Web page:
Monday, October 26, 2009

The Tallest of Smalls by Max Lucado

In the town of Stiltsville the community is divided into two groups. Once group places themselves above the other standing on stilts. Ollie is a boy who sees himself as not special and desires to be valued by receiving the gift of stilts. When Ollie receives his stilts, his raised position above those on the ground does not last long and Ollie learns that his value is not in stilts but in his relationship with his maker and savior.

Overall this is a very cute book with great illustrations that help engage children to the text. My daughter pointed out visuals that corresponded with the story, furthering the experience. However, despite its cuteness the book does fall a little flat in some areas. The cover advertises a tie-in to the adult Lucado book Fearless. However, readers not familiar with that book will have a hard time connecting this children’s story with the topic of fear. Also in many ways this book feels like another telling if the Punchinello You are Special story which shares a common theme with this book, but Punchinello is more subtle and effective in execution.

Review Copy provided by Thomas Nelson

Monday, October 12, 2009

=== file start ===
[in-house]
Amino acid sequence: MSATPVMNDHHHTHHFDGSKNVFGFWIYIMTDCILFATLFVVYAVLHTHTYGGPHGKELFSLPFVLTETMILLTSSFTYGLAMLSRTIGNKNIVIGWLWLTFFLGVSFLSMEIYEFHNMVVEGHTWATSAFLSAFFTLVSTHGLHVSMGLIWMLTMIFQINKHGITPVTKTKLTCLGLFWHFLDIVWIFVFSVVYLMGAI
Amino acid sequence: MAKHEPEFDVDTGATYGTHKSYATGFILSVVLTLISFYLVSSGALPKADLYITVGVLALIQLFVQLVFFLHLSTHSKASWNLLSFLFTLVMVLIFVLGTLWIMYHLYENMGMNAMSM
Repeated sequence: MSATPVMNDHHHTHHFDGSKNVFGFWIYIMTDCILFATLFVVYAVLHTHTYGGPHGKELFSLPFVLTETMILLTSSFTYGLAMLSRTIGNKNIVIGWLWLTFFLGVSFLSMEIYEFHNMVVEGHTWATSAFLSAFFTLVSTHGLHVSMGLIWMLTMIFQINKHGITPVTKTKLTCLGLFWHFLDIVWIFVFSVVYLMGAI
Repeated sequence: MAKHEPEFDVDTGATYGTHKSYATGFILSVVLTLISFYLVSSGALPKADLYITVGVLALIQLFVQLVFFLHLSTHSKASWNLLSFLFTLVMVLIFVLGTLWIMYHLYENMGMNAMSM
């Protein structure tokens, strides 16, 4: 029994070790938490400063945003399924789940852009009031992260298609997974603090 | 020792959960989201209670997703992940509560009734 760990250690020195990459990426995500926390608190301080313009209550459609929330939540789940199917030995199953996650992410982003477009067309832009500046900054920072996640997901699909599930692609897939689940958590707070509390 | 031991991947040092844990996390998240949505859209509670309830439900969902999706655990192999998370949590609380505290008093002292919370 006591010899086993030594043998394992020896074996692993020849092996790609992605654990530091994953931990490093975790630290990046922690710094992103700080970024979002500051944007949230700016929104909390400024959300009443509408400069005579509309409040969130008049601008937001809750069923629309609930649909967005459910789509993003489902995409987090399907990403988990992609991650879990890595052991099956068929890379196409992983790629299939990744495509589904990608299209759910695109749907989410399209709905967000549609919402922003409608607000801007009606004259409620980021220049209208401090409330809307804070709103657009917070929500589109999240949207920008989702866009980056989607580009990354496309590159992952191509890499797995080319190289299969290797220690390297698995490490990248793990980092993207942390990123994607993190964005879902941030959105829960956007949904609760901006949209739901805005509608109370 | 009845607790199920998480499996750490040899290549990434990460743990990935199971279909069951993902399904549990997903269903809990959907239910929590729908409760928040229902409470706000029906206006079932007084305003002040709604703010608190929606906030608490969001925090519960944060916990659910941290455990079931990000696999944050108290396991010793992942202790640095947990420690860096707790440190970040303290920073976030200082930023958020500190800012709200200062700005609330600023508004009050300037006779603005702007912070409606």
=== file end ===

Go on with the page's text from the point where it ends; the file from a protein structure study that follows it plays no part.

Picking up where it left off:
The Search for God and Guinness: A Biography of the Beer that Changed the World by Stephen Mansfield.

Stephen Mansfield in The Search for God and Guinness combines two topics that many may find opposed, beer and God. Mansfield provides an overview of the long holy history of beer and its importance from ancient to early modern society. He overturns the myth of the establishment of the Guinness brewery as a God ordained antidote to the social ills of 18th century Ireland, but instead shows the determination of one religious man in Arthur Guinness’ establishment of the St. James Gate brewery in 1759. Mansfield provides a history of the first Arthur’s decedents in three branches the brewers, the bankers and the “Guinness’s for God” focusing primarily on the brewers and those who made ministry their vocation. The Guinness family history ends with the end of a Guinness directly running the brewery and movement from a family brewery to a major corporation.

The history of the “Guinness’s for God” should be especially heartwarming to Christians. But more exciting is the history of the brewers. The Guinness Brewery is a story of a culture of generosity. It is a tale of care towards brewery staff who were better paid, better educated, better housed and generally lived better lives than their neighbors due to the loving spirit of the Guinness family. The positive effects of the brewery spilled into the streets of Dublin in the early 20th century to inspire social improvement and social justice. Mansfield is a historian who is able to successfully combine the historian’s craft with a heart for God. He tells a story that both challenges his and our views towards beer and shows what a legacy of love can do to impact the lives of others. His story is one that will make me less judgmental towards those sporting Guinness gear and one that makes we want to share the meaning of a powerful organization.